Realising that your business needs a new website is the first step on the long-but-rewarding journey towards better leads, tangible growth and the heartfelt acclaim of your colleagues. Unfortunately, the second step is getting sign off from the rest of the board – and that’s where most new web projects stall. 


Wanting a new website and getting sanctioned for one are two different things. You may well be the decision maker on marketing and online presence, however, it is often the case that you will need to present a ‘business case’ in some form or other.

A good business case doesn’t present opinion, but instead offers a well-considered approach to an investment, the return that can be expected, and the uncertainties involved.  It should be readable, and you should assume the people reading it are extremely busy, so it needs to be to the point (details can go in Appendices for those interested). 

This article guides you through the main considerations a good business case should consider, if not contain. It provides examples and details to help you understand the audience and ultimately get sign-off on your new website development, a cornerstone of your digital marketing strategy.

It will take you through:

  • The audience you may be addressing,
  • The purpose of a business case,
  • Illustrating the need and using data to support this,
  • Outlining the solution,
  • Presenting the risks, pitfalls, opportunities and mitigation and 
  • The adoption process.

We think a focused business case that tells a good story, and really hammers home the potential a new website has to transform your business is the best way to get your project approved.

If you’re in the process of putting together a business case and you’d like some more hands-on advice, give us a shout. We always enjoy helping people progress web build projects and have years of experience producing and assessing business cases.


Some C-suite executives are fully on board with the notion that a website should be a valuable asset. They recognise that the right site can attract and engage your core target audience, nurture people through the sales process and provide your sales team with qualified leads: Generating revenue and enabling growth.


This (tiny) minority of C-suite executives also understand that the right combination of words, design, video and imagery can help you tap into brand new markets – or win business that you’d normally lose to a competitor more adept at using the 

In short, they understand that the money spent on a thoughtful redesign of your company website will generate a positive return. 

Sadly, we know that the majority of board members aren’t cut from this cloth. Indeed, twenty years of longstanding experience with B2B business has taught us that 80-90% of CEOs, CFOs and CTOs tend towards good-natured suspicion of expensive web builds.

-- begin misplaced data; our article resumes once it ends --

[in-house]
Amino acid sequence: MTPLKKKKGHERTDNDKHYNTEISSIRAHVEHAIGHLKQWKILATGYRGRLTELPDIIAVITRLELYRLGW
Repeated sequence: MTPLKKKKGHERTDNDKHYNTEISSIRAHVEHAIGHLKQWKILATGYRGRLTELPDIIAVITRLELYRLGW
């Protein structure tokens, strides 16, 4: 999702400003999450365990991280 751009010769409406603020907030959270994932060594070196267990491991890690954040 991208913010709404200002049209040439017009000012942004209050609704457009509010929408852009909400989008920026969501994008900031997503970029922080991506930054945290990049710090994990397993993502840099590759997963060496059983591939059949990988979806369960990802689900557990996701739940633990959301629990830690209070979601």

To be clear, outright repudiation of the need for a new website is rare. But most of the marketing leads/CMOs we speak to say that it’s incredibly difficult to get sign off on the substantial budgets required to take the rough clay of an outdated brochure website, and transform it into something more polished, persuasive and resonant. 

As much as you see it as an investment, they may perceive it as an overhead cost.

Introducing The Website Business Case

Building a compelling business case has been the go-to solution for as long as we can remember, and with good reason too: Irrespective of whether it's presented as a written document or slide deck, a good business case lets you set your stall out in a way that the rest of the c-suite are happy to engage with. 


Building a new website should be more science than art, and therefore your business case needs to reflect this. It uses a grammar or mode that’s familiar to them – and drastically increases your chances of a fair hearing.  It should be to the point, avoiding vague phrases, such as “and we hope this will work.” Hope is not a strategy. 

A good business case also gives you the opportunity to tell a story that’s backed up with solid data highlighting fundamental problems with your current website, the cost of standing still and the benefits of building a new website that does a better job of pitching your core value proposition to potential customers. 

Thing is, the distinction between “compelling” and “exhausting”, “dry” or “unconvincing” is hard to pinpoint. You’ll only get one shot at making the case for your new web build so you want to make sure that you pitch things correctly, and present a properly persuasive argument that’s as engaging as it is thorough. 3-how-to-build-a-business-case-for-a-new-b2b-website

A tough call for any CMO, which is why we’ve pooled years of experience to provide you with a step-by-step guide that’ll help you:

  • Plan and structure your business case properly
  • Uncover the data needed to tell a convincing story about your current site’s shortcomings
  • Outline the cost of not building a better and more engaging website